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Elor Azaria and Me

Anat Kamm
Anat Kamm
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Elor Azaria in an interview on Channel 14, Tuesday.
Elor Azaria in an interview on Channel 14, Tuesday.Credit: Screenshot from Channel 14
Anat Kamm
Anat Kamm

Elor Azaria was a guest on Channel 14 on Monday as part of the station’s promotional campaign around its new place on the Israeli remote, after it migrated from Channel 20. The interview with the former IDF soldier, who was convicted of manslaughter in the killing of a Palestinian assailant in Hebron, was based on questions submitted by viewers.

The interviewer, Boaz Golan, who knows Azaria and his family and has interviewed him in the past, didn’t let Channel 14’s pretensions as a news station stand in his way for what was not as much a softball interview as a conversation between a rockstar and a groupie. Azaria isn’t the ideal person to interview, but he’s someone who can and should be asked more probing questions – although not necessarily tougher ones – because even though it’s been six years since those 11 minutes in Hebron, his act and its consequences remain relevant to this day.

Despite the personal and demographic differences between us, I have long felt I had something deeply in common with Elor. We were both sent on behalf of the State of Israel to places that we would never have gone to by choice. We both tried to make the most of the situation. Elor took a medics’ course and excelled in it. I completed officers’ training and worked in the office of a major general and commander. Each of us committed a serious offense in the course of our army service.

But more than that, both of us were thrown into situations that afterwards were used by people around us and from across the political spectrum at our expense. Their arguments weren’t necessarily connected to us or the acts that we committed. Both of us let the echo chamber of the political camp to which we belong confuse us.

There’s something very misleading in the disparity between the military and the judicial system and the half of the country that’s telling you that you committed a serious and shocking crime and another half of the country that’s telling you that you’re a hero. It's a difficult dissonance to process at the age of 20.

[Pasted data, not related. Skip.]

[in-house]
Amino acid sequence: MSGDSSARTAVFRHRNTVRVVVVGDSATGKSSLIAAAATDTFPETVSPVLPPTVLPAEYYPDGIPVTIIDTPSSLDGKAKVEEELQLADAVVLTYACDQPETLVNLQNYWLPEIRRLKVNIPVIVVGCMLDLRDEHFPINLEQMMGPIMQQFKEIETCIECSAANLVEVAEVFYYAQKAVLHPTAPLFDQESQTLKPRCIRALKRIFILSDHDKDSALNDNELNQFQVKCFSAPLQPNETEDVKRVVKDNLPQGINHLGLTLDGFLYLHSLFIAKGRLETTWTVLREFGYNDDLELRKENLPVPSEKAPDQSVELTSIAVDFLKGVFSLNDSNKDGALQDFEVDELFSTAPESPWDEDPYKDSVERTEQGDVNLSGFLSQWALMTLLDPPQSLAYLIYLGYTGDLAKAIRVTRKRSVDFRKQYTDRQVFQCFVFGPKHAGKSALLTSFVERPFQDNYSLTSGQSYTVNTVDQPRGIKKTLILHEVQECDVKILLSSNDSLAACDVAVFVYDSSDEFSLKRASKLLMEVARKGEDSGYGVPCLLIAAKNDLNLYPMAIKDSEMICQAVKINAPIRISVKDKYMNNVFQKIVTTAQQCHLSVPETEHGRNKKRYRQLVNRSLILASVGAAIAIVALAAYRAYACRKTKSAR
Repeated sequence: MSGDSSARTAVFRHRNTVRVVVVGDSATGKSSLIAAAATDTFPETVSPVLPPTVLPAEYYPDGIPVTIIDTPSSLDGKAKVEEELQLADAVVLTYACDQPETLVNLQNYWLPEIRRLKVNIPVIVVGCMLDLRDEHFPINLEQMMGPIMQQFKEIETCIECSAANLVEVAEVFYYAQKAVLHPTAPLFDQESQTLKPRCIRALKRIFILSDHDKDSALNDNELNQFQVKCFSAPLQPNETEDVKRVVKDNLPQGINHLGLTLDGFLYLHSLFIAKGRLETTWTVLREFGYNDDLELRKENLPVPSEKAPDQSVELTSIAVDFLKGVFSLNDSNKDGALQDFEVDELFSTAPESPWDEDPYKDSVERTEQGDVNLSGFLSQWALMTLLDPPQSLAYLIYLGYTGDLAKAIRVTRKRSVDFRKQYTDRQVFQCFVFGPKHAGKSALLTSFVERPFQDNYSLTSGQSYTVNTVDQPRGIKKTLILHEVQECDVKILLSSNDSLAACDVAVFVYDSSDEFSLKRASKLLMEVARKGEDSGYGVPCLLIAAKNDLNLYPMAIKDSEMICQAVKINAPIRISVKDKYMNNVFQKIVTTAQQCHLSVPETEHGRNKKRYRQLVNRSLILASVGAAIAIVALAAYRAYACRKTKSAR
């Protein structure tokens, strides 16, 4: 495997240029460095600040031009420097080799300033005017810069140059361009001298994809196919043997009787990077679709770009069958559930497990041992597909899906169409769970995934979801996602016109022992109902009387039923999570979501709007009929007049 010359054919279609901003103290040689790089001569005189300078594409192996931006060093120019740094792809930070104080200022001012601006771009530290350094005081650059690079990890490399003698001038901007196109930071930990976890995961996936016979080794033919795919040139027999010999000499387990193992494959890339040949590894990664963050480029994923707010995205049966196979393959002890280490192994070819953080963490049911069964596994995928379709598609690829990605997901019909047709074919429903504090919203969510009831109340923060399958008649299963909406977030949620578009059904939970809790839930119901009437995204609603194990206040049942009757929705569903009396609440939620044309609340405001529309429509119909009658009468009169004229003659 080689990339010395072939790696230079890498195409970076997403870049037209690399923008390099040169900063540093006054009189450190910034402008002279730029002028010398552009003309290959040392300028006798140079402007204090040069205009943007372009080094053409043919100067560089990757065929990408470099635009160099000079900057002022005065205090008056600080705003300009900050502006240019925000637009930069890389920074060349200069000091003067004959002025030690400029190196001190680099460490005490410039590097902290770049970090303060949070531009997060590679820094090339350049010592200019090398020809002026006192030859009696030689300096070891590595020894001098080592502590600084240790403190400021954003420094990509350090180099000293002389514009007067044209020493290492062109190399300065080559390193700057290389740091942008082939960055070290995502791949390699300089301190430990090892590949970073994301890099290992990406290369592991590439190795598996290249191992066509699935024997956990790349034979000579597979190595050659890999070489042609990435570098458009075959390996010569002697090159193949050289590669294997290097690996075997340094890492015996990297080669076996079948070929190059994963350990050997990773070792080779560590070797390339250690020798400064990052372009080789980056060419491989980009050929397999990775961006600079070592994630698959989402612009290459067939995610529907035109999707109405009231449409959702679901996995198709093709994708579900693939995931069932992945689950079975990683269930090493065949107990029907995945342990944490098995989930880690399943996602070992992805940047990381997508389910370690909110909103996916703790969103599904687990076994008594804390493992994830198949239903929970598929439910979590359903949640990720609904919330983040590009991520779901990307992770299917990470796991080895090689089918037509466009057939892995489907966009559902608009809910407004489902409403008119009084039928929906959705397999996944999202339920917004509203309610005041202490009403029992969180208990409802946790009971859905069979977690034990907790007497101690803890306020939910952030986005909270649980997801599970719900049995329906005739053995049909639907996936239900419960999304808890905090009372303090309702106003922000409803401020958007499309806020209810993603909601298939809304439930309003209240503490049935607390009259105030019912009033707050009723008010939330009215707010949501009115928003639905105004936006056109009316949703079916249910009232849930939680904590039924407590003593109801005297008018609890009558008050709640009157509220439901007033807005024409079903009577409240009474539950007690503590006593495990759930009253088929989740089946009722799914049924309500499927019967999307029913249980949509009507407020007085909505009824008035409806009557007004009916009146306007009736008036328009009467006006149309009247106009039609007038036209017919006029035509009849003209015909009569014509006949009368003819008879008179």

It’s easy and necessary both emotionally and cognitively to adopt the arguments of the side that views you as a hero, even if they attribute motives to you that didn’t necessarily exist when you did what you did. And, in fact, Azaria still doesn’t express any remorse. “To this day, if you would take me back to those same seconds, I would act the same,” he told Golan in the television interview. Why would he say otherwise? After all, as his interviewer repeated during the broadcast, Azaria continues to enjoy the love of the people of Israel.

Azaria doesn’t need to remain “the Hebron shooter” for the rest of his life, and like anyone convicted of a crime, certainly at a young age, he deserves another chance. I really hope that the bakery he has opened is successful and that he earns a respectable living from it.

But he has to free himself from “Elor Azaria” and resume being just Elor. That can be achieved by leveraging his experience for social change on an issue close to his heart and about which only he can speak from experience.

For example, he could encourage a frank and open discussion by combat soldiers about Hebron that is not conducted through terminology used by Breaking the Silence, the veterans’ group that exposes abuses of Palestinians by the army. Or a discussion about the conditions in army prisons, particularly after the case of Captain T., a soldier who died in military custody. Or leading a campaign on behalf of combat soldiers that offers them backing for their actions in operational situations. Or how politicians take advantage of young people who make mistakes to advance their own interests – as if the young people involved aren’t human beings who are paying a real price for their actions.

That approach will require Azaria to step outside the comfort zone offered by the likes of his No. 1 fan, Boaz Golan. If he can, we will need to assist him along the way. Because as long as Israel’s security situation remains unchanged, other Elor Azarias will come along. Disassociating ourselves from them will push them into the waiting arms of the racist right wing. And, although it’s not comfortable for us to view them as “the children of us all,” as Azaria himself was regarded by his supporters, that’s exactly what these future Elor Azarias are.

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